Antibiotics, a common bacteria’s impact on skin cancer and ‘Care BnB’ – this

A fifth of antibiotic prescriptions deemed unnecessary by Public Health England

Public Health England (PHE) have found that one in five antibiotic prescriptions, they report that instances of antibiotic prescribing should be cut by 10% over the next two years to meet the Government’s targets by 2020. This is on the back of the previous work done by the Chief Medical Officer, Dame Sally Davies in raising awareness of. PHE’s experts found that antibiotics had been given in 88% of sinus infections when only 11% of these were issued appropriately. This is a huge threat facing people across the globe, with World Health Organisation are leading a Global Action Plan on antimicrobial resistance, as more than 700,000 people die globally from antibiotic resistant infections.

Read more on The Times (£).

 

Common skin bacteria could prevent skin cancer

A strain of Staphylococcus epidermidis has been discovered that may help to prevent skin cancer. Scientists from the University of California found that the strain has a chemical 6-N-hydroxyaminopurine (6-HAP) which hinders the production of DNA and prevents a number of types of tumour cells from growing and multiplying. In experiments, the team found that intravenously introducing 6-HAP to mice who were given melanoma cells ended up with tumours that were 60% smaller. They also found that the application of the 6-HAP strain to the skin of mice greatly reduced the number of pre-malignant skin tumours and the number of mice affected. The team believe that about 20% of the population is likely to have this strain of Staphylococcus epidermidis.

Read more on The Guardian.

 

‘Care BnB’ to launch new trial in Cambridge

CareRooms, the company behind the ‘Care BnB’ model is to start a new trial in Cambridge with Cambridgeshire County Council. This comes after the initial trial in Essex was halted after patient groups and social care directors raised safeguarding concerns. A working group is to be set up with the council, and the plans are believed to be supported by NHS England and the Department of Health and Social Care. The council has not committed to pilot the model, which will not be CQC regulated.

Read more on the HSJ (£).

 

Home Office considers medical cannabis trial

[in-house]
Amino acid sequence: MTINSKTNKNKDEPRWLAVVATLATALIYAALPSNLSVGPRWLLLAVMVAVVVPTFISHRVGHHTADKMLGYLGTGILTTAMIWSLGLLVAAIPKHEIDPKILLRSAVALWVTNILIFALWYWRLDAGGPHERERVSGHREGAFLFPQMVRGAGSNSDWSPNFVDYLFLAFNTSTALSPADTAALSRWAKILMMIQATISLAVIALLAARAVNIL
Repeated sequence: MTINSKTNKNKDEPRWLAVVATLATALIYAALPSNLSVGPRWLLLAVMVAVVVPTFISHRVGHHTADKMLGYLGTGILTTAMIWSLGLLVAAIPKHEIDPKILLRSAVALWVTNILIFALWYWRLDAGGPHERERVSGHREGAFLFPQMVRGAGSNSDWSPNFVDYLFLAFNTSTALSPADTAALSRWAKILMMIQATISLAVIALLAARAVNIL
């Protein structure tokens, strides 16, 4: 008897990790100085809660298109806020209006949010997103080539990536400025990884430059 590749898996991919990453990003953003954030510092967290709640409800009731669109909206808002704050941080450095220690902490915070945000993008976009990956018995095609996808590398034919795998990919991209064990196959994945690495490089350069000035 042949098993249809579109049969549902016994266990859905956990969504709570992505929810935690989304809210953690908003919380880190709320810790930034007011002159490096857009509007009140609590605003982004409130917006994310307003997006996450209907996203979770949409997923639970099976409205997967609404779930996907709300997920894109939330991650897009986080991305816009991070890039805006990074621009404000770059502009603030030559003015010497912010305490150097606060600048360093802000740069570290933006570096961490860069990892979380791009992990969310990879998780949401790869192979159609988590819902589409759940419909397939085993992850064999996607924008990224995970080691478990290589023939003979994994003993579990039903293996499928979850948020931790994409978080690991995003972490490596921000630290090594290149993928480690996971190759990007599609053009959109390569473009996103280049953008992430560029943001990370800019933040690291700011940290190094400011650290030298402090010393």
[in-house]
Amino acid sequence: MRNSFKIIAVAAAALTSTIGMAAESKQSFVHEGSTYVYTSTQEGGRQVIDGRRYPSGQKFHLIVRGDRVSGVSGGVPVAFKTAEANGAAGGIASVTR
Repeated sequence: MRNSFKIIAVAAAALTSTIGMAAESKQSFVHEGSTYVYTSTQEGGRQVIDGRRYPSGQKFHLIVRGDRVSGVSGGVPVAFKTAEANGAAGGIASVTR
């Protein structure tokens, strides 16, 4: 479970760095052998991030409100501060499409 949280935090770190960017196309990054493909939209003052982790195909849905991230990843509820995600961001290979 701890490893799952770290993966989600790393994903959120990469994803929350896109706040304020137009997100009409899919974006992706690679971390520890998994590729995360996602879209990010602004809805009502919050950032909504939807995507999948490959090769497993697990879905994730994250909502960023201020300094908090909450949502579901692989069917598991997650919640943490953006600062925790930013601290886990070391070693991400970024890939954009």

The Home Office is considering allowing a medical cannabis trial to treat Alfie Dingley, a six-year-old with a rare form of epilepsy. Previous requests have been turned down, but now ministers are “exploring every option” following a meeting with the family and could allow a three-month trial to take place. Alfie’s mother has previously taken him to the Netherlands where he tried a cannabis-based medication which reduced the number, severity and duration of his seizures, which previously occurred up to 30 times a day.

Read more on The BBC.

 

British Attitude Survey finds links between political party support and NHS satisfaction

The latest British Attitude Survey explores the correlation between political party support and satisfaction with the NHS. The peak of public satisfaction across the Labour, Conservative and Liberal Democrat parties was in 2010, with the lowest ebb falling in 1997. The period of overall satisfaction regardless of party was from 1997 to 2010 when Labour was in government. From 1997 to 1999 satisfaction with the NHS rocketed from 28% to 50% within the Labour Party, however then fell in 2000-01.

Read more on The Nuffield Trust.

 

Quote of the week – Ranjana Srivastava on patient empowerment around their healthcare choices:

“…in an era of profuse information and advice, it is nevertheless an irony that most patients feel completely bewildered by their healthcare choices. People undergoing elective surgery want to understand the risks and prepare themselves but they feel uninformed and disempowered.  Even highly educated patients stumble when it comes to taking control of their healthcare.”

Read more on The Guardian.